Uptake of 11C acetate appears to reflect overall O2 metabolism by myocytes. Uptake does not depend on such potentially variable factors as blood glucose levels, which can affect FDG distribution. 11C acetate imaging may better predict postintervention recovery of myocardial function than FDG imaging. However, because of a 20-min half-life, 11C must be produced by an on-site cyclotron.
Percutaneous Coronary Interventions (PCI)
Percutaneous coronary interventions (PCI) include percutaneous transluminal coronary angioplasty (PTCA) with or without stenting. Primary indications are treatment of angina pectoris (stable or unstable), myocardial ischemia, and acute MI (particularly in patients with developing or established cardiogenic shock). Elective PCI may be appropriate for post-MI patients who have recurrent or inducible angina before hospital discharge and for patients who have angina and remain symptomatic despite medical treatment. Percutaneous transluminal angioplasty (PTA) is used to treat peripheral arterial disease (see Peripheral Arterial Disorders: Percutaneous intervention).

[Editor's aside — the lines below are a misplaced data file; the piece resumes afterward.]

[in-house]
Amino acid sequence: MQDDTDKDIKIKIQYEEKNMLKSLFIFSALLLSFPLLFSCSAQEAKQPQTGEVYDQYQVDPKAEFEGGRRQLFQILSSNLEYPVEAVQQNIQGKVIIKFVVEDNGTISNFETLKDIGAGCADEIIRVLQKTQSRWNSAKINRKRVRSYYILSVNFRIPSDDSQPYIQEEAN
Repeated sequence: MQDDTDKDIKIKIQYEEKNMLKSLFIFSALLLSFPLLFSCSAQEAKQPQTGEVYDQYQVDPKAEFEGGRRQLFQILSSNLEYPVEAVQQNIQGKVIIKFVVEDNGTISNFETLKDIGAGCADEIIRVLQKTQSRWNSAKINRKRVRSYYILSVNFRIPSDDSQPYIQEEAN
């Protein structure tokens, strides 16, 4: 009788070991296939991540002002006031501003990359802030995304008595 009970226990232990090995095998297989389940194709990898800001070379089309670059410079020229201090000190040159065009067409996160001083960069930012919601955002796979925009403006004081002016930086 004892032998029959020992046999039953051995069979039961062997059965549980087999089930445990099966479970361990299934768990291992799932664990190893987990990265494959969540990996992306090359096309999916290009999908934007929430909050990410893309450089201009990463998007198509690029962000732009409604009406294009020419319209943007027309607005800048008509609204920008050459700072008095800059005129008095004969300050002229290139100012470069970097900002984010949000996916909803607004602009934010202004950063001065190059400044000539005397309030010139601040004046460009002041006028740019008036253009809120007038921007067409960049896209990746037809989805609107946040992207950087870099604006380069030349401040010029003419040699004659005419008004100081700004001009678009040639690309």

PTCA is done via percutaneous femoral, radial, or brachial artery puncture. A guiding catheter is inserted into a large peripheral artery and threaded to the appropriate coronary ostium. A balloon-tipped catheter, guided by fluoroscopy or intravascular ultrasonography, is aligned within the stenosis, then inflated to disrupt the atherosclerotic plaque and dilate the artery. Angiography is repeated after the procedure to document any changes. The procedure is commonly done in 2 or 3 vessels as needed.

Restenosis requiring repeat PTCA or coronary artery bypass grafting (CABG) is the most common complication of PTCA. Restenosis rate is highest (up to 35%) in the first 6 mo after angioplasty but can be reduced by stent insertion and anticoagulation during PTCA.